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Top Ten Resources For Contact Centers

December 23, 2010

Contact centers are complex, demanding fast-changing environments. Managers must balance the rapidly morphing needs and situations of users: whether customers, prospects, clients, patients, debtors and employees with available staffing, training and technology resources, the budgeted allocations for which keep changing (and are rarely enough). And at the same time comply with ever more complex laws and regulations.

For just as contact centers adapt to one set of trends i.e. integrating chat, e-mail and SMS response with voice now there are others such as the advent of the mobile and social channels. Moreover the whole notion of “contact center” is changing, with more of the work taking place offshore, at home, on the road and by other employees such as engineers solving high-level support issues and available retail counter staff handling calls rather than agents. The customers themselves are becoming more demanding, and rightfully so for it is their money, requiring service that is “five nines” qualitywise, which means extra attention to agent (and supervisor) monitoring, coaching and training.

To help contact center managers TMCnet has compiled a list of the Top 10 resource sets that would provide invaluable information:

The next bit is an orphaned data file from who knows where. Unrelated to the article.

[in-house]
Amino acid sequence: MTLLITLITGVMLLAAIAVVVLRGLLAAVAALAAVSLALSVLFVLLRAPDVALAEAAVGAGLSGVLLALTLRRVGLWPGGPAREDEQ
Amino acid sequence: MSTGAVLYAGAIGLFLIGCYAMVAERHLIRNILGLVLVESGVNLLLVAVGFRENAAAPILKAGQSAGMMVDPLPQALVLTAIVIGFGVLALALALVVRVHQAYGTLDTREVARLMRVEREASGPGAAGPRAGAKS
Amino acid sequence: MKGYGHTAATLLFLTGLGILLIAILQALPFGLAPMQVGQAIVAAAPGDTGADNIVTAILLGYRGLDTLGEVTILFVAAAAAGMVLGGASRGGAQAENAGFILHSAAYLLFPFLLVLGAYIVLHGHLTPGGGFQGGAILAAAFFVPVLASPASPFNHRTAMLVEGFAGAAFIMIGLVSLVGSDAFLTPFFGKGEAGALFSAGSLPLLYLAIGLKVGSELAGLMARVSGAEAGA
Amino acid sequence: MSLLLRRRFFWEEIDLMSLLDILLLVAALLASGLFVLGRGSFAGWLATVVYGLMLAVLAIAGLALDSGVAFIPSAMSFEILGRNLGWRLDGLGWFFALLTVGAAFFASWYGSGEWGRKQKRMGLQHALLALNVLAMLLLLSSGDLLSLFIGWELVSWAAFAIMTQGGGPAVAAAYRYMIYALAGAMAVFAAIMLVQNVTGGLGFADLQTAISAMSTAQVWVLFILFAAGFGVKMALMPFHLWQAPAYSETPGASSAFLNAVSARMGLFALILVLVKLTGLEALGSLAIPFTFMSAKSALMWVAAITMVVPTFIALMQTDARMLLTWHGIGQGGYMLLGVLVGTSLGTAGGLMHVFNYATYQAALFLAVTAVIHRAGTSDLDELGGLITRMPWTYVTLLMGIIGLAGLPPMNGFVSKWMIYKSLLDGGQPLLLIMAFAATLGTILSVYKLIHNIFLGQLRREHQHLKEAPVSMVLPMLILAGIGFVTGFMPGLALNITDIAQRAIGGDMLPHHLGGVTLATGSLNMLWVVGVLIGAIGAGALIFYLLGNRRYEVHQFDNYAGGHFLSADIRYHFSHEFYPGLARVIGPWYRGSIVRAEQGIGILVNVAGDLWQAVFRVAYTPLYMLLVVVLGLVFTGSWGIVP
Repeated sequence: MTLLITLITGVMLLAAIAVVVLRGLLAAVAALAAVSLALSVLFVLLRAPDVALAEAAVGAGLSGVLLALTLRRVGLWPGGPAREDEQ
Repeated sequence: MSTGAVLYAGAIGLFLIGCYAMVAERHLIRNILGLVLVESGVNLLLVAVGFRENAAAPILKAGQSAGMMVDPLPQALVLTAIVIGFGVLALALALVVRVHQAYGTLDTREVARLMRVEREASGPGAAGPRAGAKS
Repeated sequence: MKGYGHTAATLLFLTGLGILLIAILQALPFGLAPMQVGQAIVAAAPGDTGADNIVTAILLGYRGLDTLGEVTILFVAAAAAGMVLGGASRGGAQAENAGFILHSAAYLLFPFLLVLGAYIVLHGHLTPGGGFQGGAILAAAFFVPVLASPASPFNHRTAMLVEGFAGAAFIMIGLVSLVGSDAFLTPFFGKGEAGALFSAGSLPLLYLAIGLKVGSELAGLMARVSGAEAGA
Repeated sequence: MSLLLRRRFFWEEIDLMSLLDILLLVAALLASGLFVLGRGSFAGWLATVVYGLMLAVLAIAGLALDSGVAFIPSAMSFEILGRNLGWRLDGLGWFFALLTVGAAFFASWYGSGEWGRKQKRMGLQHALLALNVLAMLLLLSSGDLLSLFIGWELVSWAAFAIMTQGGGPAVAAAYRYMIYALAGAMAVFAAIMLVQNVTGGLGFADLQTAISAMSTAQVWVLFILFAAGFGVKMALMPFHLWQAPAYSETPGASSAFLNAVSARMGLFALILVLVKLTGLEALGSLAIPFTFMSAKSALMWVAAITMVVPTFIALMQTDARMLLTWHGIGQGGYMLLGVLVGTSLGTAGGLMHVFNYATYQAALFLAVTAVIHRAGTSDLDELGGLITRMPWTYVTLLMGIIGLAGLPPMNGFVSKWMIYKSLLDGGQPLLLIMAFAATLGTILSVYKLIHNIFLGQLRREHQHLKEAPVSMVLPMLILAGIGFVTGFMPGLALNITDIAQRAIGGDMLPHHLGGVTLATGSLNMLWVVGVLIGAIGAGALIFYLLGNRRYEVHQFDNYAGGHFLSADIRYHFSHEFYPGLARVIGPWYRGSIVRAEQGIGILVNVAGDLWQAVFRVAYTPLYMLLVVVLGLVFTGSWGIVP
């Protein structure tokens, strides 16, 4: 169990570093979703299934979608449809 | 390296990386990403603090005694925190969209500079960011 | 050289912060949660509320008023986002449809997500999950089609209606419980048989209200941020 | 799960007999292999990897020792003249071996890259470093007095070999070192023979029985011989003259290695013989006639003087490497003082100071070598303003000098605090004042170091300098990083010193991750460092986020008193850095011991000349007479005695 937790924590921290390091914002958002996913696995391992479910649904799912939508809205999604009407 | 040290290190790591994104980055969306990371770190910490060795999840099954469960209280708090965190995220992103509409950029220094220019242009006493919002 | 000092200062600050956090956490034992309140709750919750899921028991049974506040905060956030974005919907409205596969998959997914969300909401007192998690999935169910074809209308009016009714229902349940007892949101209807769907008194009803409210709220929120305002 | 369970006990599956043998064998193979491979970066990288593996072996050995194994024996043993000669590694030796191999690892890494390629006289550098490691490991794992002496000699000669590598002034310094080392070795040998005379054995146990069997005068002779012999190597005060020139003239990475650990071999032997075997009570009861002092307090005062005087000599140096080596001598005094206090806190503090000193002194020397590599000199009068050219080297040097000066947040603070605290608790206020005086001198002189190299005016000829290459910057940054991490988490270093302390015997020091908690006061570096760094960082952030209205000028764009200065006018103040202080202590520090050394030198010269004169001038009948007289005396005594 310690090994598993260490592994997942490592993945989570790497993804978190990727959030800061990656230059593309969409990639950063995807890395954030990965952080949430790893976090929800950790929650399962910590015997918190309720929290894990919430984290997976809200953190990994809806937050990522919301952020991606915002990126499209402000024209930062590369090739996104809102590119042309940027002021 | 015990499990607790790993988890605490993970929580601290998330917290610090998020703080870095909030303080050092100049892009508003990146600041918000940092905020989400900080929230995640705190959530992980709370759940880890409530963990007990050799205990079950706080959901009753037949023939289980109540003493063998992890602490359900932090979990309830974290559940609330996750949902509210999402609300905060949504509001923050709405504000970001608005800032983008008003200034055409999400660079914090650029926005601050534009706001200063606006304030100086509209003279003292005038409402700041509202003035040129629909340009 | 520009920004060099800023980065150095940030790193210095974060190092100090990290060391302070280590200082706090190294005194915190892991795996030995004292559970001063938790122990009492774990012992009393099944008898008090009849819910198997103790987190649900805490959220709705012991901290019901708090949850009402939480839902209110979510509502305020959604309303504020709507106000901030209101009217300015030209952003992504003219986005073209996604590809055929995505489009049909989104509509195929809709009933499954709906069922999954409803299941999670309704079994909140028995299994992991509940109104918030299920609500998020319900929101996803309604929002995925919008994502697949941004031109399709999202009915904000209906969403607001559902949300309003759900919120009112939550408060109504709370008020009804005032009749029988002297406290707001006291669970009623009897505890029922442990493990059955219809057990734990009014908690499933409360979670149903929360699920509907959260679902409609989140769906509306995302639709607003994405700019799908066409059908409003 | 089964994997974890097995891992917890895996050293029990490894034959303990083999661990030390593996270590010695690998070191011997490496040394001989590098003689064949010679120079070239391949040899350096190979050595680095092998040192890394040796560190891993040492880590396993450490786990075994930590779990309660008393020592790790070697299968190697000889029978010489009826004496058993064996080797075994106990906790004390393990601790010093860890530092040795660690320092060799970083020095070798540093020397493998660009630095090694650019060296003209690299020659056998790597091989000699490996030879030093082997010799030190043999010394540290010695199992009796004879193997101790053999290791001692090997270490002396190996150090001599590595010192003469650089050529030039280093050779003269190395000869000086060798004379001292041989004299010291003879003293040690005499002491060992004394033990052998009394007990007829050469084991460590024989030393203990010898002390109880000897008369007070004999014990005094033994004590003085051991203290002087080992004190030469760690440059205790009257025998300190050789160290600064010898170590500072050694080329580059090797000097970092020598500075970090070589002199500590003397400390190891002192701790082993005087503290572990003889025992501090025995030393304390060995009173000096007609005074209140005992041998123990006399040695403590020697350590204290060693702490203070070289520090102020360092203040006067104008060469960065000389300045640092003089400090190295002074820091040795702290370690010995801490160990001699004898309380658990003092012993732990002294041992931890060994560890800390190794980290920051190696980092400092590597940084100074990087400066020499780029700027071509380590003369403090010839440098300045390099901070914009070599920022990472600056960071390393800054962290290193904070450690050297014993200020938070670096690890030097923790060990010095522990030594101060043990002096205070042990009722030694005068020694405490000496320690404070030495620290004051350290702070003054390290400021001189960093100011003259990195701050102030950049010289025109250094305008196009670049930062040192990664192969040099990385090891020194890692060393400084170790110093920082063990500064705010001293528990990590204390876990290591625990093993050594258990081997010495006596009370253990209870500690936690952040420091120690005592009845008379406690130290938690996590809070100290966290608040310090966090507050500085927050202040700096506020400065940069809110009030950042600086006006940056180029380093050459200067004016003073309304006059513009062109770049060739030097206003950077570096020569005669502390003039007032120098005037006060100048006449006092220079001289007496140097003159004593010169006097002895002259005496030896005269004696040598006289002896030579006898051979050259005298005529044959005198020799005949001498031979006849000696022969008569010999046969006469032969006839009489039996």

1.         Associations

There are call/contact center associations, organizations and networking groups. Examples include: the American Teleservices Association and for smaller teleservices firms and for answering services the Association of TeleServices International, the National Association of Contact Centers and the Society of Workforce Planning Professionals.

The Canadians are little more organized than Americans in that regard. Several provinces, such as British Columbia have associations (BC Contact Centre Association); there are regional ones such as for the Ottawa, Ontario area in and around the Canadian capital (Ottawa Regional Contact Centre Association).

There is also Contact Centre Canada, which is a government-funded private organization that coordinates the industry’s human resource initiatives through the developing and implementing a national, integrated, long-term human resource strategy. Contact centers are encouraged to join and in exchange they will benefit from networking opportunities and the latest information and research on industry HR issues.

2.         Analysts, consultants and experts